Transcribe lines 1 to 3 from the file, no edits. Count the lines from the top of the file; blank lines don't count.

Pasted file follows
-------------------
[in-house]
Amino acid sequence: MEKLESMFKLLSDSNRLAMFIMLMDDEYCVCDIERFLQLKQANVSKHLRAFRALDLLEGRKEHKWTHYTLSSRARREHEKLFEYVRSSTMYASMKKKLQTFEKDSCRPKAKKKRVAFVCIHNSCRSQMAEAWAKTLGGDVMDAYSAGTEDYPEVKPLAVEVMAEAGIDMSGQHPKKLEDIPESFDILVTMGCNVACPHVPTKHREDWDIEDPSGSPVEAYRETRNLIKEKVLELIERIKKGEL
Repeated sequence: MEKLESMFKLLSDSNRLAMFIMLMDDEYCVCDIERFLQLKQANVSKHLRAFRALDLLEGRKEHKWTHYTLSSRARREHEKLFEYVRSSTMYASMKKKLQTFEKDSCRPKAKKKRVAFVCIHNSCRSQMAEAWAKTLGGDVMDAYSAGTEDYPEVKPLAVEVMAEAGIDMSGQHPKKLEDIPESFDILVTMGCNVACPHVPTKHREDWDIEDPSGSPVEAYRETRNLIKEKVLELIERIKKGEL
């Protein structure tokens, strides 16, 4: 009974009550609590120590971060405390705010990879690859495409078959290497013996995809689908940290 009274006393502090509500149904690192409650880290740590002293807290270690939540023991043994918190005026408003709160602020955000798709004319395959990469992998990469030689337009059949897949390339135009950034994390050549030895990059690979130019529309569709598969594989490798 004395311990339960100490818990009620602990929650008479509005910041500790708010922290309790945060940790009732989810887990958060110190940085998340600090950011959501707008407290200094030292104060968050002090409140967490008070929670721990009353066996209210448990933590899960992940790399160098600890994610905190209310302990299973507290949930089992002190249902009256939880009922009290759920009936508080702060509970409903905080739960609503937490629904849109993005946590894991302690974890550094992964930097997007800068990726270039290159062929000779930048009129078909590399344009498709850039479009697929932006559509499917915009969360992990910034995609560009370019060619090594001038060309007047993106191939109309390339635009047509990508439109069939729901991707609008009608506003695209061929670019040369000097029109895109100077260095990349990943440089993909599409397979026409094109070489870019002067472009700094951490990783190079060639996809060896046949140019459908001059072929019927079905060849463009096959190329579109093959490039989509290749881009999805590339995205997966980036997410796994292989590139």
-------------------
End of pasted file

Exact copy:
[in-house]
Amino acid sequence: MEKLESMFKLLSDSNRLAMFIMLMDDEYCVCDIERFLQLKQANVSKHLRAFRALDLLEGRKEHKWTHYTLSSRARREHEKLFEYVRSSTMYASMKKKLQTFEKDSCRPKAKKKRVAFVCIHNSCRSQMAEAWAKTLGGDVMDAYSAGTEDYPEVKPLAVEVMAEAGIDMSGQHPKKLEDIPESFDILVTMGCNVACPHVPTKHREDWDIEDPSGSPVEAYRETRNLIKEKVLELIERIKKGEL
Repeated sequence: MEKLESMFKLLSDSNRLAMFIMLMDDEYCVCDIERFLQLKQANVSKHLRAFRALDLLEGRKEHKWTHYTLSSRARREHEKLFEYVRSSTMYASMKKKLQTFEKDSCRPKAKKKRVAFVCIHNSCRSQMAEAWAKTLGGDVMDAYSAGTEDYPEVKPLAVEVMAEAGIDMSGQHPKKLEDIPESFDILVTMGCNVACPHVPTKHREDWDIEDPSGSPVEAYRETRNLIKEKVLELIERIKKGEL